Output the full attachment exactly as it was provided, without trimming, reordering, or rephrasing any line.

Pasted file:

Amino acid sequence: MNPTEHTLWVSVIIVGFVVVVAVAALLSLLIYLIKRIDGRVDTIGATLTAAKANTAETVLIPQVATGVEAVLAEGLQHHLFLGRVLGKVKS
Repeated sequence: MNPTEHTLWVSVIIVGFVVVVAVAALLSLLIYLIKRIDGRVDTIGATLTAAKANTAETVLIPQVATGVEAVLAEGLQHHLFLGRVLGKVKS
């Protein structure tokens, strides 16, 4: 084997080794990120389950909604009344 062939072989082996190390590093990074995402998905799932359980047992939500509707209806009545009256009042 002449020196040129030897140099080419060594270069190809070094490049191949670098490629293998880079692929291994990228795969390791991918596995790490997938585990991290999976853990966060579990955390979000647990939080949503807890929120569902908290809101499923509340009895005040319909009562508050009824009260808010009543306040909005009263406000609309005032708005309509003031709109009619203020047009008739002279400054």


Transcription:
Amino acid sequence: MNPTEHTLWVSVIIVGFVVVVAVAALLSLLIYLIKRIDGRVDTIGATLTAAKANTAETVLIPQVATGVEAVLAEGLQHHLFLGRVLGKVKS
Repeated sequence: MNPTEHTLWVSVIIVGFVVVVAVAALLSLLIYLIKRIDGRVDTIGATLTAAKANTAETVLIPQVATGVEAVLAEGLQHHLFLGRVLGKVKS
């Protein structure tokens, strides 16, 4: 084997080794990120389950909604009344 062939072989082996190390590093990074995402998905799932359980047992939500509707209806009545009256009042 002449020196040129030897140099080419060594270069190809070094490049191949670098490629293998880079692929291994990228795969390791991918596995790490997938585990991290999976853990966060579990955390979000647990939080949503807890929120569902908290809101499923509340009895005040319909009562508050009824009260808010009543306040909005009263406000609309005032708005309509003031709109009619203020047009008739002279400054």